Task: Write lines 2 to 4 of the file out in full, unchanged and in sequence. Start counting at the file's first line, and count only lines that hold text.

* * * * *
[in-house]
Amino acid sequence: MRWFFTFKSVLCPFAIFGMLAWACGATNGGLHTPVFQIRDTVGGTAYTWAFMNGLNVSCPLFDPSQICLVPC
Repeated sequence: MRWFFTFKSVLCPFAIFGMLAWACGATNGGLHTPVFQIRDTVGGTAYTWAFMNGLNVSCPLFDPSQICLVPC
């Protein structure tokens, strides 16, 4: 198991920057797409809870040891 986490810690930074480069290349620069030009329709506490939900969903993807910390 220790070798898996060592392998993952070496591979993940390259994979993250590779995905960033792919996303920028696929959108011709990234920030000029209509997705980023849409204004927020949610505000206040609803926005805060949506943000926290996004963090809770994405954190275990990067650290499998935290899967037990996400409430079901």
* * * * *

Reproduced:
Amino acid sequence: MRWFFTFKSVLCPFAIFGMLAWACGATNGGLHTPVFQIRDTVGGTAYTWAFMNGLNVSCPLFDPSQICLVPC
Repeated sequence: MRWFFTFKSVLCPFAIFGMLAWACGATNGGLHTPVFQIRDTVGGTAYTWAFMNGLNVSCPLFDPSQICLVPC
């Protein structure tokens, strides 16, 4: 198991920057797409809870040891 986490810690930074480069290349620069030009329709506490939900969903993807910390 220790070798898996060592392998993952070496591979993940390259994979993250590779995905960033792919996303920028696929959108011709990234920030000029209509997705980023849409204004927020949610505000206040609803926005805060949506943000926290996004963090809770994405954190275990990067650290499998935290899967037990996400409430079901």